out of 4
All-Reviews.com Movie/Video Review
The Motorcycle Diaries
Starring: Gael Garcia Bernal, Rodrigo de la Serna|
Director: Walter Salles Jr.
RunTime: 128 Minutes
Release Date: September 2004
|*Also starring: ||Mia Maestro, Mercedes Moran, Jorge Chiarella, Jaime Azocar, Sofia Bertolotto, Ulises Dumont, Facundo Espinosa, Susana Lanteri, Jean Pierre Noher, Gustavo Pastorini||
Review by Dustin Putman
3 stars out of 4
The Motorcycle Diaries" details the eye-opening, life-changing seven-month
trip through South America that 23-year-old Ernesto Guevara De la
Serna, later to be known as Che and become the leader of the Cuban
Revolution, took with 29-year old pal Alberto Granado in 1952. As
a biopic of the revolutionary, the film, directed with loving visual
detail by Walter Salles, is unenlightening. Save for the concluding
footnotes about what happened to Guevara following his odyssey, no
information is given about his future life, nor are there many signals
as to who he would ultimately become. Political and historical statements
are kept at a minimum, and when they do arrive they lack much power.
Those walking into the picture hoping for an education on Guevara's
work will leave malnourished and not knowing much more than they already did.
Putting aside its non-fictional roots and viewing it as simply a road
movie, however, "The Motorcycle Diaries" is impassioned, aesthetically
dazzling, and never less than a spellbinding entertainment. As a medical
student in Buenos Aires, Guevara (Gael Garcia Bernal) puts aside his
studies on the eve of his final semester and hits the road with Granado
(Rodrigo De la Serna), a busted-up old motorcycle their form of transportation.
What is supposed to take four months eventually stretches to seven,
as they travel through Argentina, Chile, Peru, and Venezuela in all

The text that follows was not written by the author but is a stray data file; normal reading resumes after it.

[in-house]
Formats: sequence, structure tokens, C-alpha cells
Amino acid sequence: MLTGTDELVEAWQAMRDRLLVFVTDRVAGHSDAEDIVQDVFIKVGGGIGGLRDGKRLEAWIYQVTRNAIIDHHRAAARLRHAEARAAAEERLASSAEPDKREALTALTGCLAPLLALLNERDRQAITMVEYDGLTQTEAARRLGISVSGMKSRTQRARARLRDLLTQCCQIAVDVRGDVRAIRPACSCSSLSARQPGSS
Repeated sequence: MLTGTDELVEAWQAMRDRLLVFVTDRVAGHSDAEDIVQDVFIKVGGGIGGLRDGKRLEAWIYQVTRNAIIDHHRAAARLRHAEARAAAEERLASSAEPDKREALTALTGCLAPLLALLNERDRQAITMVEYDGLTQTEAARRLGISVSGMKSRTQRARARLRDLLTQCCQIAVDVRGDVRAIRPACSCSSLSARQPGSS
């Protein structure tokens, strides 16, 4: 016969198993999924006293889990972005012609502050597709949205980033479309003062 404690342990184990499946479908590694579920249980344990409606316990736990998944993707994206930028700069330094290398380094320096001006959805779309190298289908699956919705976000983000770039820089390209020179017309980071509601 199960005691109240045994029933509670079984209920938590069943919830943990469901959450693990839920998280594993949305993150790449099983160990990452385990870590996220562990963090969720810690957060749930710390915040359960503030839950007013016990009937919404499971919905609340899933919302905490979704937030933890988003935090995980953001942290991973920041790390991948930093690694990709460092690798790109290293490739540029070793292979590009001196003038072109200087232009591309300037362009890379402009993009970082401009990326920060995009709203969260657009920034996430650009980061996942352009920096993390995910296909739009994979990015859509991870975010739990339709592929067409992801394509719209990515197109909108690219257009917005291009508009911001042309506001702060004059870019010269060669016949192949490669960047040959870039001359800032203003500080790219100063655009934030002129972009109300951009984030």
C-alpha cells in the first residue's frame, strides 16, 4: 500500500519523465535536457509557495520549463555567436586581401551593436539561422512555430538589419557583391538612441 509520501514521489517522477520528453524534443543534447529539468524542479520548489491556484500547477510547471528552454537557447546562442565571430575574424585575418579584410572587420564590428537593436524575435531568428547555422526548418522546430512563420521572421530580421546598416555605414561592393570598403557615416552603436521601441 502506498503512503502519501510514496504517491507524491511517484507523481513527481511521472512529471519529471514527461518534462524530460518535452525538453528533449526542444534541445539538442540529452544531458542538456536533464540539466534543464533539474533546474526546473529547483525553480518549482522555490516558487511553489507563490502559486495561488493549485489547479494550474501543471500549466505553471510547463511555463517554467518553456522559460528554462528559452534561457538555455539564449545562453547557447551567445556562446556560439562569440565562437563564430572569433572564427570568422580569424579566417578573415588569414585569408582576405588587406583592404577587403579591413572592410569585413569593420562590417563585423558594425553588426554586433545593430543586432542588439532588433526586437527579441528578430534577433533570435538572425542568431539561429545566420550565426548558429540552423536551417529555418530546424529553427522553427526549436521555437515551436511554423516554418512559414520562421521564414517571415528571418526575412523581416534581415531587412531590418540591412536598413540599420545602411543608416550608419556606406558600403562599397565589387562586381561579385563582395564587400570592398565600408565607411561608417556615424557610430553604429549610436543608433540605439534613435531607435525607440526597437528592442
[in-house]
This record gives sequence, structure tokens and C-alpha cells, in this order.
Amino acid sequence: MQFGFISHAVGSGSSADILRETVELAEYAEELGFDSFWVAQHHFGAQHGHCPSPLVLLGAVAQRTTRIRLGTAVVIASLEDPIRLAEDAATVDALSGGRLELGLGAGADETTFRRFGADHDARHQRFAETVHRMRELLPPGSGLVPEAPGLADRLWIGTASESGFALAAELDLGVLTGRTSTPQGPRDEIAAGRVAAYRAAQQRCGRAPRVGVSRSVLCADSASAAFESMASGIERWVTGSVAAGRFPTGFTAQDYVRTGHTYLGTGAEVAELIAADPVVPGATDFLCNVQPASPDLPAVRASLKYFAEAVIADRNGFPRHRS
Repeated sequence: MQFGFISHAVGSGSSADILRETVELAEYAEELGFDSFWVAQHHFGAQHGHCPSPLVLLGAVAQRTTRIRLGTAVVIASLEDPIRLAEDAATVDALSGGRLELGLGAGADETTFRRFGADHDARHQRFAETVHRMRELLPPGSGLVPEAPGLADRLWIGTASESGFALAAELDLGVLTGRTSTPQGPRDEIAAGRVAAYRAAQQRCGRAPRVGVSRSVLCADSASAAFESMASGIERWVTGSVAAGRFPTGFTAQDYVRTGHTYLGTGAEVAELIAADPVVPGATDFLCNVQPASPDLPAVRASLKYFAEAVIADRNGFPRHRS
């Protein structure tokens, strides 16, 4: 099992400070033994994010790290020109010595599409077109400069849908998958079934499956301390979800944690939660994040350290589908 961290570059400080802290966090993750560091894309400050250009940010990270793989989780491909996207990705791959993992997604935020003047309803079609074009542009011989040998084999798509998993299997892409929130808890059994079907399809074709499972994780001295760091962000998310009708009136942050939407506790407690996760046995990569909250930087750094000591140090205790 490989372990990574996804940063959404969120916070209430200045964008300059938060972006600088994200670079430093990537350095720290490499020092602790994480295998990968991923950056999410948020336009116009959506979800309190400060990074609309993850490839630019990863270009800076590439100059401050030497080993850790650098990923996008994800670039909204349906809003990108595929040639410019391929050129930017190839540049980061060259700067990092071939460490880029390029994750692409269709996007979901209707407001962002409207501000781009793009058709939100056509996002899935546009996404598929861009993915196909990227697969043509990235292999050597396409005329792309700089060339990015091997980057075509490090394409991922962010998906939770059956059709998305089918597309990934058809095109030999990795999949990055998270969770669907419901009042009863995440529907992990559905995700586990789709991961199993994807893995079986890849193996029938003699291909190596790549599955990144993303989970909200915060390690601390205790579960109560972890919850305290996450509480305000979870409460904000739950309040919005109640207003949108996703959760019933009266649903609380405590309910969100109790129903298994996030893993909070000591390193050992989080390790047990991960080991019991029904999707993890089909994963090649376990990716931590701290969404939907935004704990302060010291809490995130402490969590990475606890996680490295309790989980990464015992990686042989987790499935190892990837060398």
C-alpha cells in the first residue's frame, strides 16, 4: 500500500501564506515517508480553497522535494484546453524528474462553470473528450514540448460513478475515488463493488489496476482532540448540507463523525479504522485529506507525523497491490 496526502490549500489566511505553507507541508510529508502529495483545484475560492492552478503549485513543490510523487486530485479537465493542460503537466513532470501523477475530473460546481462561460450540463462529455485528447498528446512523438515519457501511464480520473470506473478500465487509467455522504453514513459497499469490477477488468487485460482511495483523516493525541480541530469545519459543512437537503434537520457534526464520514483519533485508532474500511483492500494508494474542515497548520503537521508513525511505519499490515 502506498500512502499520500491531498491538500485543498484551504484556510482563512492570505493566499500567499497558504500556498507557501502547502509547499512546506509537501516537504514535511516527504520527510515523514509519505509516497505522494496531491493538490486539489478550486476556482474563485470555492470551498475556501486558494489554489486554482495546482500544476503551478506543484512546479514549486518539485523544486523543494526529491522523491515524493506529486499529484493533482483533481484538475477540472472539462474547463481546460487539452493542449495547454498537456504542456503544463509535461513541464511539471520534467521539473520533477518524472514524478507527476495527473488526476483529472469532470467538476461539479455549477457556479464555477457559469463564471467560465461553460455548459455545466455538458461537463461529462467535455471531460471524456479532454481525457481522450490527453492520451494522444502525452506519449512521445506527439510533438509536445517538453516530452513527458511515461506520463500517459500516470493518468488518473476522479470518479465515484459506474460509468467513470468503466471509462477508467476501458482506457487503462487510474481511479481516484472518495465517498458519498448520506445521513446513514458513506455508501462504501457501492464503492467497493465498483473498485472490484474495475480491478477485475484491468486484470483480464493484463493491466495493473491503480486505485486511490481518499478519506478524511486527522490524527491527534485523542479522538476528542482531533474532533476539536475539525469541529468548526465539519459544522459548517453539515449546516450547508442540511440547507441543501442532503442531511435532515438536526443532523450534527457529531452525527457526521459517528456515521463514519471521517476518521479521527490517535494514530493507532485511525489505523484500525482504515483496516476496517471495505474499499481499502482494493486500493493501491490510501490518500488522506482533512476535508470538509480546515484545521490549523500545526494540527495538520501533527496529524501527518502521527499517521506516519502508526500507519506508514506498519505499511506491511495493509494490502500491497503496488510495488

kinds of weather—sun, rain, and snow. When their motorcycle finally
dies out, they turn to hitchhiking, boarding a boat, and using a raft.
Director Walter Salles puts the audience squarely in the shoes of
his two protagonists, and the results are gripping. For the viewer,
it genuinely feels as if he or she is taking a trip through South
America, meeting the diverse citizens of the countries, witnessing
the gorgeously lush sites, and going through all of the experiences
and pitfalls that Guevara and Granado do. In an ingenious move that
brings reality and immediacy to the proceedings, lifting the film
above the conventions of a mere road picture and into the realms of
a true-to-life travelogue, "The Motorcycle Diaries" was filmed in
order and on-location at all of the places Guevara and Granado visited.
The cinematography by Eric Gautier is stunning, to say the least,
vivid and picturesque and no doubt aided by the pure beauty of the
South American cities and countryside. When need be, Gautier's lens
turns starker to show the societal darkness and poverty that goes
along with parts of the continent, although this aspect could have
afforded being showcased more for Guevara's climactic catharsis to
hold the impact it intends. Save for a couple encounters with the
homeless and an elongated stop in the third act where Guevara and
Granado volunteer at a leper colony, the patients segregated from
the workers by the length of the Amazon River, the countries do not
appear as sad and downtrodden as they should. Because of this, Guevara's
statement at the end that he has changed by the "injustice" he has
witnessed is unpersuasive. It is not that Guevara's real-life journey
couldn't have had such an effect on his life, but that its treatment
within this filmic version does not satisfactorily cement such an assertion.
Based on the journals of Che Guevara and a book by Alberto Granado,
"The Motorcycle Diaries" is an intoxicating voyage through places
rarely captured in cinema with such a degree of depth and distinctness.
If the film isn't entirely successful at bringing home the points
it wishes to make, the trip itself and its look at the people Guevara
and Granado meet along the way—many of them women Granado is constantly
trying to pick up—are entirely rewarding. Gael Garcia Bernal (2001's
"Y tu mama tambien") and newcomer Rodrigo De la Serna (a descendant
of Guevara's) deliver faultless performances as the two men, each
getting something different out of their journey and with different
degrees of influence. "The Motorcycle Diaries" is simple yet ruminative,
deliberately paced but always fully enthralling. In other words, it
is like going on an invaluable 8,000 mile vacation for the affordable
price of a movie ticket—well worth the ten dollars.
Copyright © 2004 Dustin Putman
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